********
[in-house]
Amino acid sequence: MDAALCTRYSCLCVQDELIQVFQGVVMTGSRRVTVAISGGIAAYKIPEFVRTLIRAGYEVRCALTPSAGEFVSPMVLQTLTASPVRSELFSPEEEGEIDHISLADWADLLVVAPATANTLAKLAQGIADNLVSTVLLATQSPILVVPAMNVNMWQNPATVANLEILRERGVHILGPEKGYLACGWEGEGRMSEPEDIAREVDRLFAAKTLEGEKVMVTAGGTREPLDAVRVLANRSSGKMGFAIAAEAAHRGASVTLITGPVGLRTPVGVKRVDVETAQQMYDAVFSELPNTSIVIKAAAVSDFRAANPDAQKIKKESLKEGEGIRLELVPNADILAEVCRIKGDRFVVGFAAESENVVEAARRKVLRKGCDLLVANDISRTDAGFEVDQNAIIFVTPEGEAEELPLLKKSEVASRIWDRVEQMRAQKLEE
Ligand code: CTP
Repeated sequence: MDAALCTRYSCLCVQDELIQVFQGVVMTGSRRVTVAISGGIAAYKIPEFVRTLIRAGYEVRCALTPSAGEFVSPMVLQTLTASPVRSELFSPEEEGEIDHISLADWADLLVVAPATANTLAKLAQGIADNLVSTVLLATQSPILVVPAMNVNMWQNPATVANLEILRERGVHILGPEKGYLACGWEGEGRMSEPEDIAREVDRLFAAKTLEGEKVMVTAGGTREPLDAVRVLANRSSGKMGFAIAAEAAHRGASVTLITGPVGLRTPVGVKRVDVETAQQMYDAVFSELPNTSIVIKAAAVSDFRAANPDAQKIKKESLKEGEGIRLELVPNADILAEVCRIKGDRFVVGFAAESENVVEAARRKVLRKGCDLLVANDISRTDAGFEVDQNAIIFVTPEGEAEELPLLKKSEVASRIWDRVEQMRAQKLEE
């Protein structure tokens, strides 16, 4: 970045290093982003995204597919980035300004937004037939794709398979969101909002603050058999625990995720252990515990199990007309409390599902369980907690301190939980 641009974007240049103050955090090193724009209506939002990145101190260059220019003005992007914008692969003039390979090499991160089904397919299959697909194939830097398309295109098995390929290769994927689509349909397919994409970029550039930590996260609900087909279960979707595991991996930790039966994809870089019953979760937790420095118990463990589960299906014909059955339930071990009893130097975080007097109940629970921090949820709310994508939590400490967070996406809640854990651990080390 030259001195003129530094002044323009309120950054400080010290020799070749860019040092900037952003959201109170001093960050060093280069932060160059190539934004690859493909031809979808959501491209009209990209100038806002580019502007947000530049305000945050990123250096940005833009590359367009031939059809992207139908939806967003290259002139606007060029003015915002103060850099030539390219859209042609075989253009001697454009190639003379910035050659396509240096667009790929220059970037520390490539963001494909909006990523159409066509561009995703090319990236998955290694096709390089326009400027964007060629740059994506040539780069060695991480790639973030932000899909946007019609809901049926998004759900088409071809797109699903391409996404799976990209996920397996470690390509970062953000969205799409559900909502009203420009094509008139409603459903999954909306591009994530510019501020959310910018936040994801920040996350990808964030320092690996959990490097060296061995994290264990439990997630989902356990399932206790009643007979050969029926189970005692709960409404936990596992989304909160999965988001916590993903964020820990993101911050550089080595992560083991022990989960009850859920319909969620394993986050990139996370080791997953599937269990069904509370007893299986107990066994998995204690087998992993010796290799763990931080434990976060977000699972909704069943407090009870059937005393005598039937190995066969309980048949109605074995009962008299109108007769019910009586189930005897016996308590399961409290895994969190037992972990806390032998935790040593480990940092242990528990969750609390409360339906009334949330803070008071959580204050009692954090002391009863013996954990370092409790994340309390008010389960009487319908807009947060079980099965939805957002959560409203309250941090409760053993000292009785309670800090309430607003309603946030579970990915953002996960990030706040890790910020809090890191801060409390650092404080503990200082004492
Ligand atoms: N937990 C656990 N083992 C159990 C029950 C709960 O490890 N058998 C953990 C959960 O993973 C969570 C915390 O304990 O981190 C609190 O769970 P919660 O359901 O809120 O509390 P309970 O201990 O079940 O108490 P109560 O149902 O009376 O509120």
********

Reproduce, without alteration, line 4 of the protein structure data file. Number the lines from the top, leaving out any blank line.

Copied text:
Repeated sequence: MDAALCTRYSCLCVQDELIQVFQGVVMTGSRRVTVAISGGIAAYKIPEFVRTLIRAGYEVRCALTPSAGEFVSPMVLQTLTASPVRSELFSPEEEGEIDHISLADWADLLVVAPATANTLAKLAQGIADNLVSTVLLATQSPILVVPAMNVNMWQNPATVANLEILRERGVHILGPEKGYLACGWEGEGRMSEPEDIAREVDRLFAAKTLEGEKVMVTAGGTREPLDAVRVLANRSSGKMGFAIAAEAAHRGASVTLITGPVGLRTPVGVKRVDVETAQQMYDAVFSELPNTSIVIKAAAVSDFRAANPDAQKIKKESLKEGEGIRLELVPNADILAEVCRIKGDRFVVGFAAESENVVEAARRKVLRKGCDLLVANDISRTDAGFEVDQNAIIFVTPEGEAEELPLLKKSEVASRIWDRVEQMRAQKLEE